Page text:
What are Clear Aligners or Braces?
Clear braces Clapham is a bit of a catch-all term used for devices which make the task of straightening teeth impact less on patients in relation to appearance. There have been attempts to do this for many decades, with glass braces being one of the first. Although glass can be very strong it lacked the necessary toughness; its brittleness made it a real hazard to the user when it broke under tension.
New types of braces have attempted a similar process using modern plastics and new alloys, but many of these so-called clear braces are not braces at all, but forms of aligners or retainers which perform a similar function.
Fixed systems like the C-fast brace, are the most similar in their method of action to traditional metal braces. They have brackets attached to the front surface of the teeth which are joined by an archwire. The force required to move the teeth is stored in the archwire and transmitted to each tooth through its own bracket, allowing fine alterations to be made to the force applied to the teeth.
The brackets on the C-fast system are smaller than average and completely translucent and when paired with a fine archwire, this brace system often goes unnoticed.
Removable systems can be a double-edged sword. They are more convenient than normal orthodontic tools. Being able to remove them allows you to take gaps in the treatment when used wisely. It allows you to eat and drink without your tool being an issue, increasing your food options and significantly decreasing the chances of it becoming damaged. Most orthodontic tools are damaged when trying to eat hard foods. As well as increasing your dietary options, it also helps you avoid the often tedious task of cleaning braces when they have been exposed to particularly sticky or grainy foods.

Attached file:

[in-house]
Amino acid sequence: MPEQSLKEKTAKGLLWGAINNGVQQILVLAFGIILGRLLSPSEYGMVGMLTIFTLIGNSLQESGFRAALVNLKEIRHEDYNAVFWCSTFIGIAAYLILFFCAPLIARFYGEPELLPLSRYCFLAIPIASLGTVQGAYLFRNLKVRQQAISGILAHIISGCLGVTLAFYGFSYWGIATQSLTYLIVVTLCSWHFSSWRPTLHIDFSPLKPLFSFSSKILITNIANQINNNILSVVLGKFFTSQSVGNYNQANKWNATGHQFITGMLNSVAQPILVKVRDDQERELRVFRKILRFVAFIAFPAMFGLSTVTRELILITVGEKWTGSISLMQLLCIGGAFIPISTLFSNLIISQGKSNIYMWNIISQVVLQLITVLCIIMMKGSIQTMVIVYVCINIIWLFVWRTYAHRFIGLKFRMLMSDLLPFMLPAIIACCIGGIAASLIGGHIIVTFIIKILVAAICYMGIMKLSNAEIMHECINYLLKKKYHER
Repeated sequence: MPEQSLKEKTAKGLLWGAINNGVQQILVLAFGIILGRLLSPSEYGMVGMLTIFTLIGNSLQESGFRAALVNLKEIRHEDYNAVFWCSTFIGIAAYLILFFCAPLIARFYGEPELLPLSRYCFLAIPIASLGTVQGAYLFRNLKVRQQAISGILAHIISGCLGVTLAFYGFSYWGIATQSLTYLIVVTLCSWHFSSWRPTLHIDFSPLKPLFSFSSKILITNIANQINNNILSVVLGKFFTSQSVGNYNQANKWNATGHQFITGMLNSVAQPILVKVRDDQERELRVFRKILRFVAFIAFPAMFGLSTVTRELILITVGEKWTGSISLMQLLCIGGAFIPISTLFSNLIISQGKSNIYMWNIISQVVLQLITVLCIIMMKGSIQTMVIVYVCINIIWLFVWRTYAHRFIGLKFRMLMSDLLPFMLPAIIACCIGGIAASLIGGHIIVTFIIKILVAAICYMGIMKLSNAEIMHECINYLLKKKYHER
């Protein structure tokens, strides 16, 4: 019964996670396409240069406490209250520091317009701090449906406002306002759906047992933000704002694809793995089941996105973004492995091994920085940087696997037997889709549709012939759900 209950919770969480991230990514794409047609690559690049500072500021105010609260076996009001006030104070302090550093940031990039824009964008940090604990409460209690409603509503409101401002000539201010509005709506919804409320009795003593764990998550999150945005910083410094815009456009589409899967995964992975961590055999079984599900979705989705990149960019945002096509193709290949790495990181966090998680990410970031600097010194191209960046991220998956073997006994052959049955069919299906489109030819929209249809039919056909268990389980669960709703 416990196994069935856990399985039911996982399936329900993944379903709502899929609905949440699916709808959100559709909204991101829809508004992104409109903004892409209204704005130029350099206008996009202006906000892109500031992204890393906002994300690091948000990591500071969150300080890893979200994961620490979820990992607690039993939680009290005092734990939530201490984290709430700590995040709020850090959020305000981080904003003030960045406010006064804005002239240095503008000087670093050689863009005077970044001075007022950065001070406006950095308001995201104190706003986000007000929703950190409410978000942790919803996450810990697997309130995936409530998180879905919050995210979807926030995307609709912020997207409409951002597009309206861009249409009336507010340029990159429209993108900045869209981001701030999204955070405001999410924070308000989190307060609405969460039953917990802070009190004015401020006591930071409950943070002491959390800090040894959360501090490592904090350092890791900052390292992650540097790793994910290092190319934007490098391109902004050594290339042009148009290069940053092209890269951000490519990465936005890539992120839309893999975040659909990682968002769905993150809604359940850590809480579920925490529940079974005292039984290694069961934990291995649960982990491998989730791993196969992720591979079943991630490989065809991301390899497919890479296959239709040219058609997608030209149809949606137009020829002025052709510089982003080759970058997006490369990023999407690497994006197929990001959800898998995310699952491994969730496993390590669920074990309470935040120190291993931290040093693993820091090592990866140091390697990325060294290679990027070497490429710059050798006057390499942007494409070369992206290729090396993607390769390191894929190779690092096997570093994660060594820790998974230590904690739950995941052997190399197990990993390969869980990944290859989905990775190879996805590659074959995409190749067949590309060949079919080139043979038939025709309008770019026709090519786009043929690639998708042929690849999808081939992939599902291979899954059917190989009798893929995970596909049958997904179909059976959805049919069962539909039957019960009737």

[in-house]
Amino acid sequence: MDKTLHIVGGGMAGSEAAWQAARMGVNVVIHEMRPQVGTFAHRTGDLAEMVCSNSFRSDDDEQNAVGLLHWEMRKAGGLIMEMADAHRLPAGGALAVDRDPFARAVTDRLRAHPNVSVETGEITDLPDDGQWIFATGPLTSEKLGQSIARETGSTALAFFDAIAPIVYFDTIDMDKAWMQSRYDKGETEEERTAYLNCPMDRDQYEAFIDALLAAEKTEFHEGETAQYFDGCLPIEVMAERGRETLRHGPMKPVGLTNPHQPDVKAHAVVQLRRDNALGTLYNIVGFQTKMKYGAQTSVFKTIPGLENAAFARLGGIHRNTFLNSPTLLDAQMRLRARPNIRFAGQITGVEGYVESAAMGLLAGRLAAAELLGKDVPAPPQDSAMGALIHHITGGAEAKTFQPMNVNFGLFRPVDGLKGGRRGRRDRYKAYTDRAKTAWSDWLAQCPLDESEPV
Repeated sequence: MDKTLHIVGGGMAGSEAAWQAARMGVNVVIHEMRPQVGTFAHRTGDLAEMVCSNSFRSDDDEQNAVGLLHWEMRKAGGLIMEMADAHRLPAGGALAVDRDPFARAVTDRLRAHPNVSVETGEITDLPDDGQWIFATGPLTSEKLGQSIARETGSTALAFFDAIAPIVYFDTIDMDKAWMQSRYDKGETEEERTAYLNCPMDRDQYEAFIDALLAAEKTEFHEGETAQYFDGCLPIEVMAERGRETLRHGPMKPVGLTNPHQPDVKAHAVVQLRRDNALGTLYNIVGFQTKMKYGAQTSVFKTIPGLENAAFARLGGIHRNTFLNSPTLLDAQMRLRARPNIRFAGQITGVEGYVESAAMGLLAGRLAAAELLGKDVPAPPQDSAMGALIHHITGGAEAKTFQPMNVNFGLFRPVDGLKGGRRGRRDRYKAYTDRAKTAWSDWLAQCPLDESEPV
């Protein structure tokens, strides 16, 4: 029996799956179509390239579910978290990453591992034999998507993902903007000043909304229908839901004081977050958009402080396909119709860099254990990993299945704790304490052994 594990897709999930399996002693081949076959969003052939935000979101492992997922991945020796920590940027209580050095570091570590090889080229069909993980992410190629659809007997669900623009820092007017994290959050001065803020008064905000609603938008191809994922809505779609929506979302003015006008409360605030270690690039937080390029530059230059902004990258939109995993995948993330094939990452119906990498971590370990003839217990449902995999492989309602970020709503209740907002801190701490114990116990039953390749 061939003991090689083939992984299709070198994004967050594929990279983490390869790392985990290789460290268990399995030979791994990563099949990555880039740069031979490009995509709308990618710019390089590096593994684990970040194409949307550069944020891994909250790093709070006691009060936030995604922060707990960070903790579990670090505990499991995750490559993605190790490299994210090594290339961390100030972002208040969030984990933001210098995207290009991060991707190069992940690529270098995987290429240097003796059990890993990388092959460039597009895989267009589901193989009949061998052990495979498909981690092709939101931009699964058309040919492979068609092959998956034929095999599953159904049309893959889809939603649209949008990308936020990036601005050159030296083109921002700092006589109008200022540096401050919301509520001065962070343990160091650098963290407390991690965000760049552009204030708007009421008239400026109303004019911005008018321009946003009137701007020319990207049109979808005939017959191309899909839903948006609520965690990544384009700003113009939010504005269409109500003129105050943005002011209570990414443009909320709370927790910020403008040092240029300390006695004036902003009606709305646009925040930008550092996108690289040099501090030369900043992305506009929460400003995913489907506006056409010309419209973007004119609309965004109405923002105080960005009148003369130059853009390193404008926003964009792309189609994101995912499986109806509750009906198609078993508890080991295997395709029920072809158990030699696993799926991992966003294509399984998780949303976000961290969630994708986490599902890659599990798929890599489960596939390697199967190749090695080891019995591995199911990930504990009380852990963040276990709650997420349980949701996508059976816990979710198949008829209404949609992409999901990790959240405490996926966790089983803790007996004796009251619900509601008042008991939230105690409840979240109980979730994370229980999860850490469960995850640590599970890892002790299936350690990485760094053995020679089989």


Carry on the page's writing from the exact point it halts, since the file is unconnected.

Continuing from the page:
The disadvantage is that they can be removed irresponsibly and for extended periods of time. It is all too easy for patients to get into the habit of removing an aligner and failing to put it back promptly, leading to substantial gaps in treatment. This reduces the overall effectiveness and seriously increases the chances of reversion, a process where teeth regress to their original positions midway through orthodontic intervention.
Do invisible braces work?
Invisible brace systems may not have been around for as long as the traditional metal braces, but they have shown themselves to be effective on a wide range of misalignments and when used as directed, they appear to have similar efficacy. As a general rule, they tend to be less efficient at altering the positions of molars which require substantially more force and have a greater chance of reversion simply due to the number of roots they own.
Each case is different and it is important that before making any choices about your personal health care you have your situation assessed by a professional. You may need other treatment options outside of orthodontic care, or your particular orthodontic needs may be specialised.
Either way you should check with your local surgery who, if necessary, will refer you on to a specialist orthodontist.